We can all agree that it's been a year. Between the global pandemic, the fight for racial justice, and the panic-inducing headlines (and tweets) coming out of 1600 Pennsylvania, we're all feeling the weight of election stress leading up to November 3. If you've noticed that your period looks or feels different this time around, you can blame politics for that, too.
Yep, the high-stakes election is causing our periods to be all out-of-whack — so if you've been experiencing late periods, unexpected periods, longer periods, lighter periods, and even inexistent periods, you can trace it all back to our frustrating democracy. (I personally attribute my irregular flow to the Electoral College).
"Anything that causes significant stress can screw up the ovulatory process, which includes the coronavirus and its accompanying quarantine," says Mary Jane Minkin, MD, OB/GYN at Yale University School of Medicine. I'd also say that having our reproductive rights, LBGTQ+ rights, human rights, and the future of our planet at stake would be a cause of significant stress, wouldn't you?
When you think about your menstrual cycle and how it works, your mind might immediately go to your uterus — which, fair, that's where the tangible end results occur. But the control of your period and the menstrual cycle as we know it actually starts in your brain. "At the bottom of your brain there's an area called the pituitary gland and above that there's the hypothalamus, and that's where the marching orders come from for ovarian function," Dr. Minkin says. "When you're under stress, you don't get the proper signals coming from the top of the brain into the hypothalamus to get this whole intricate system going that helps you ovulate."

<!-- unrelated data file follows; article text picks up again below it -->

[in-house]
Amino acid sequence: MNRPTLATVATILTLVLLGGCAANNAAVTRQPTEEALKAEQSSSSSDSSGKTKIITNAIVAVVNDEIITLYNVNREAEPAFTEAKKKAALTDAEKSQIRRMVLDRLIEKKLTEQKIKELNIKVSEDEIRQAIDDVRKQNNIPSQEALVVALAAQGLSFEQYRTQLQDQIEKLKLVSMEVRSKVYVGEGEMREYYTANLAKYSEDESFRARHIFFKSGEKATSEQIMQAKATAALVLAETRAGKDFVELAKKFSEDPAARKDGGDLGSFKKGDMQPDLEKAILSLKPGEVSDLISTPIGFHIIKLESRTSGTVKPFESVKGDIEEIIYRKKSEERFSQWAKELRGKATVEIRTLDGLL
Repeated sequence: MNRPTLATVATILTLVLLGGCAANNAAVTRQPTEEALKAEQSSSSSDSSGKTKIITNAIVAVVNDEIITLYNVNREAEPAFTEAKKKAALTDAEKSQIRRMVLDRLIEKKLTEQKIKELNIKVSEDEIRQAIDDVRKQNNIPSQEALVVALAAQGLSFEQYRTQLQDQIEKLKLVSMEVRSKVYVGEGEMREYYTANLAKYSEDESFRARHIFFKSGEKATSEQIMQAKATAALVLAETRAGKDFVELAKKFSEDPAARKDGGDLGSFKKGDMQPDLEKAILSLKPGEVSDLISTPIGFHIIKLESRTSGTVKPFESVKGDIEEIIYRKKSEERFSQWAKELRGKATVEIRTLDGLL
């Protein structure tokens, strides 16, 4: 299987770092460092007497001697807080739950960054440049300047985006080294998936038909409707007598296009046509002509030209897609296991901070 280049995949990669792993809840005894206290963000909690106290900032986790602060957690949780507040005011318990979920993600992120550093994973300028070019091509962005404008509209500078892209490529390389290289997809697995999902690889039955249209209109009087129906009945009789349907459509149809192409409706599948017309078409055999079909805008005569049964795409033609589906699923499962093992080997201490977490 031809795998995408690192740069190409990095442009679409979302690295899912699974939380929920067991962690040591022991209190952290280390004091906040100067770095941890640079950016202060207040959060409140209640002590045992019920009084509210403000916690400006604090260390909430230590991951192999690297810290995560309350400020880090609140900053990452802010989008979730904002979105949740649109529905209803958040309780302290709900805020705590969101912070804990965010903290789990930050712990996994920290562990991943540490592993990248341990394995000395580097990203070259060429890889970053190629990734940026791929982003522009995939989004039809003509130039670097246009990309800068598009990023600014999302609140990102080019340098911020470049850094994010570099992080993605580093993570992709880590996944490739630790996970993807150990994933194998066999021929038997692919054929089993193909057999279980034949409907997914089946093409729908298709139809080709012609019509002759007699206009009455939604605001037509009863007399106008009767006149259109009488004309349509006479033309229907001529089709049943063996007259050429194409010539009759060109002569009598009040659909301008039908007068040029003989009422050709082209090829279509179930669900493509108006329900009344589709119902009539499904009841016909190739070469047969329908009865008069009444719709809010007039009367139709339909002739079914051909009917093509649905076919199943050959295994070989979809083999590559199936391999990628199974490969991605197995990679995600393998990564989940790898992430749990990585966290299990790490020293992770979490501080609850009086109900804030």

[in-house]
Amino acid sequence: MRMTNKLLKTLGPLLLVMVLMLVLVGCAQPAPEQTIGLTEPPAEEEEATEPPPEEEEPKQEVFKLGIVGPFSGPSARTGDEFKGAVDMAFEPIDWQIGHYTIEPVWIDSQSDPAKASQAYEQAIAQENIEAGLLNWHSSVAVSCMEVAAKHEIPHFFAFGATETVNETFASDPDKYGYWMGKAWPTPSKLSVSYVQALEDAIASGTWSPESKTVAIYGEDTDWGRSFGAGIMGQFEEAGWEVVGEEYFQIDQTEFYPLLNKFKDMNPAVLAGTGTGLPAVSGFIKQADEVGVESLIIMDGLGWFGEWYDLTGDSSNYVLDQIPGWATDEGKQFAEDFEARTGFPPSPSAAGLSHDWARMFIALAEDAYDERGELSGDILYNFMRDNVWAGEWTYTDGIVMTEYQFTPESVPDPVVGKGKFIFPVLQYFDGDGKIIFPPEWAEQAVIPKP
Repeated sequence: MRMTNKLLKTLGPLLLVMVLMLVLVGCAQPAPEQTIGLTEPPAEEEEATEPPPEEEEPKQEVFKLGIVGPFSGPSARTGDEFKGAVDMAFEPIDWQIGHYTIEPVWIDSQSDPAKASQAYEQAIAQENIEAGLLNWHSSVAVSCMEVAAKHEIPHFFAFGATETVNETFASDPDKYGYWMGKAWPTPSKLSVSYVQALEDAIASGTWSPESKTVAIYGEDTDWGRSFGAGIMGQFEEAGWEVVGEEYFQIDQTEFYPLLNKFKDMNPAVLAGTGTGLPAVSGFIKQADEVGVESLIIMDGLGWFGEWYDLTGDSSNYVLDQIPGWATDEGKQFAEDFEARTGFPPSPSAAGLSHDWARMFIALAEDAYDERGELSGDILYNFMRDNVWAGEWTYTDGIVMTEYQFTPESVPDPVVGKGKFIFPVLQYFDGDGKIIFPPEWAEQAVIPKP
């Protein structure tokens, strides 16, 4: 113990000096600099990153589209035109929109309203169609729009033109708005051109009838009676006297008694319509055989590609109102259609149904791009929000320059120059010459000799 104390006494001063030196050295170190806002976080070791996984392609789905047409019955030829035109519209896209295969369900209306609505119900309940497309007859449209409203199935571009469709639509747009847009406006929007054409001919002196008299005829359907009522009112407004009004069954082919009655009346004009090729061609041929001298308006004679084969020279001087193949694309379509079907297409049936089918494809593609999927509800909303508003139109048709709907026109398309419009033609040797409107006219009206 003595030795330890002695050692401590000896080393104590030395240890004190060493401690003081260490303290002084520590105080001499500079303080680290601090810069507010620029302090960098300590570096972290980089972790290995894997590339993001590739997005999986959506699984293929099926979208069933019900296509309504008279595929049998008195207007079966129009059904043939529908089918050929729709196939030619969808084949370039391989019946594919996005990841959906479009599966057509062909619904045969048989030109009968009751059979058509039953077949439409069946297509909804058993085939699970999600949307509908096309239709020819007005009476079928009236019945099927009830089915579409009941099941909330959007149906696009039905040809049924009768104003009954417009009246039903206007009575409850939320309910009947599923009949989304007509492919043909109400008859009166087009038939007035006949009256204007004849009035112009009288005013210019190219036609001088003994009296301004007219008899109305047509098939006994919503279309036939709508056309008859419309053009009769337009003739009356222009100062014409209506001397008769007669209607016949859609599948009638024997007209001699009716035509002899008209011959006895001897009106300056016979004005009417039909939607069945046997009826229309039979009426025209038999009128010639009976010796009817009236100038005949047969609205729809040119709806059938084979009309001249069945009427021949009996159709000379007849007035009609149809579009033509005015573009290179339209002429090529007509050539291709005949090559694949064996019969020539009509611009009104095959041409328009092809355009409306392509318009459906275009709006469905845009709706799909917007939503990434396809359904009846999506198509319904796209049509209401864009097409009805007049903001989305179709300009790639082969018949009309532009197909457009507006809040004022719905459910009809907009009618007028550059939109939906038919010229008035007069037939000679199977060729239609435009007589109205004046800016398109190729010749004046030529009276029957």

Dr. Minkin says that from an evolutionary standpoint, it makes sense that being stressed would botch our menstrual cycle. When stress levels rise, your body responds by secreting alpha-amylase, an enzyme that can trip up ovulation. ""Your brain says, 'We're not going to ovulate this month because there's too much stress out there,'" Dr. Minkin says. "You want to ovulate when things are calm and you can continue with the pregnancy, because that's what this whole system is designed to do."
For those who are trying to conceive during this time, there are a few things you can do to help. "Certainly, stress contributes to poorer ovulation, and you need to ovulate well to conceive," Dr. Minkin explains. De-stressing looks different for everyone, so she recommends finding your own ways to stay calm and relax, including meditation. If stress continues to impact your fertility, reach out to your healthcare provider for help.
We won't be stuck like this forever — in a constant state of disorderly periods and off-beat ovulations. Our bodies can go back to normal, Dr. Minkin says. "If your body gets used to stress, the ovarian activity may pick up again because of the hypothalamic activity picking up again. In other words, our brains are saying, 'Okay, we'll have a period and we'll get things going again,'" she explains. "The body may get more acclimated to the stress, but hopefully the stress level will go down."
Your period should be able to regulate itself after a few cycles, according to Dr. Minkin. But if it doesn't and you're experiencing symptoms such as pain during your period or bleeding that lasts longer than seven days, or if you just feel like something's up, call your healthcare provider. "You just want to make sure there's nothing else going on," she says.
Rather than putting all the weight of your stress into the outcome of the election, focus on taking care of yourself first. Most likely, our stress won't entirely go away. But until then, do things that distract you from dwelling on the state of the world: Step away from social media and the news, watch a funny movie, head outside for a walk, or enjoy a stream of cute puppy videos. Whatever works for you — and hopefully, it works for your period too.